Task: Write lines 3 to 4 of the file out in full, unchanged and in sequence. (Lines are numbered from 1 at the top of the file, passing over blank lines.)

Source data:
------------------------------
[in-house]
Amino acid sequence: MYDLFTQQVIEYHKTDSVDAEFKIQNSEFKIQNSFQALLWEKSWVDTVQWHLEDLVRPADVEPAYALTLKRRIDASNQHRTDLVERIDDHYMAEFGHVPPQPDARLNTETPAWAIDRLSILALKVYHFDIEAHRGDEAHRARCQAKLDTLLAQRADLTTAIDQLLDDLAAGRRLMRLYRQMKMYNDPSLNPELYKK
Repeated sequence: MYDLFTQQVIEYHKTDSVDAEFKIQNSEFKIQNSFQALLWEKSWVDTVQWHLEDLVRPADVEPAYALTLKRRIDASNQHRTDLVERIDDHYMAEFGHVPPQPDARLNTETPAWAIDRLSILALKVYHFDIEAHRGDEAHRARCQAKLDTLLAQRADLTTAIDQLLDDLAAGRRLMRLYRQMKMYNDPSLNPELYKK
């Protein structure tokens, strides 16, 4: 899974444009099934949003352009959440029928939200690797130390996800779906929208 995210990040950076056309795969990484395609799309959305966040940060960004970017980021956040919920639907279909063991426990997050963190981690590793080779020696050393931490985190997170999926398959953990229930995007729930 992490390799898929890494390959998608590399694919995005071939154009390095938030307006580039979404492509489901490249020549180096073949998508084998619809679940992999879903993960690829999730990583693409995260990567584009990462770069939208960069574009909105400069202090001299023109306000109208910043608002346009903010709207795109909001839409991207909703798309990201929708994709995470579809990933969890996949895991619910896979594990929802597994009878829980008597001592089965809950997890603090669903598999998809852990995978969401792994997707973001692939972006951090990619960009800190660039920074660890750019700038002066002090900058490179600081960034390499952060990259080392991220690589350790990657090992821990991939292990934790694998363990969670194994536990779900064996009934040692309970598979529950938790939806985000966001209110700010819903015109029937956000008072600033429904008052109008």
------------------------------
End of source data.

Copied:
Repeated sequence: MYDLFTQQVIEYHKTDSVDAEFKIQNSEFKIQNSFQALLWEKSWVDTVQWHLEDLVRPADVEPAYALTLKRRIDASNQHRTDLVERIDDHYMAEFGHVPPQPDARLNTETPAWAIDRLSILALKVYHFDIEAHRGDEAHRARCQAKLDTLLAQRADLTTAIDQLLDDLAAGRRLMRLYRQMKMYNDPSLNPELYKK
């Protein structure tokens, strides 16, 4: 899974444009099934949003352009959440029928939200690797130390996800779906929208 995210990040950076056309795969990484395609799309959305966040940060960004970017980021956040919920639907279909063991426990997050963190981690590793080779020696050393931490985190997170999926398959953990229930995007729930 992490390799898929890494390959998608590399694919995005071939154009390095938030307006580039979404492509489901490249020549180096073949998508084998619809679940992999879903993960690829999730990583693409995260990567584009990462770069939208960069574009909105400069202090001299023109306000109208910043608002346009903010709207795109909001839409991207909703798309990201929708994709995470579809990933969890996949895991619910896979594990929802597994009878829980008597001592089965809950997890603090669903598999998809852990995978969401792994997707973001692939972006951090990619960009800190660039920074660890750019700038002066002090900058490179600081960034390499952060990259080392991220690589350790990657090992821990991939292990934790694998363990969670194994536990779900064996009934040692309970598979529950938790939806985000966001209110700010819903015109029937956000008072600033429904008052109008």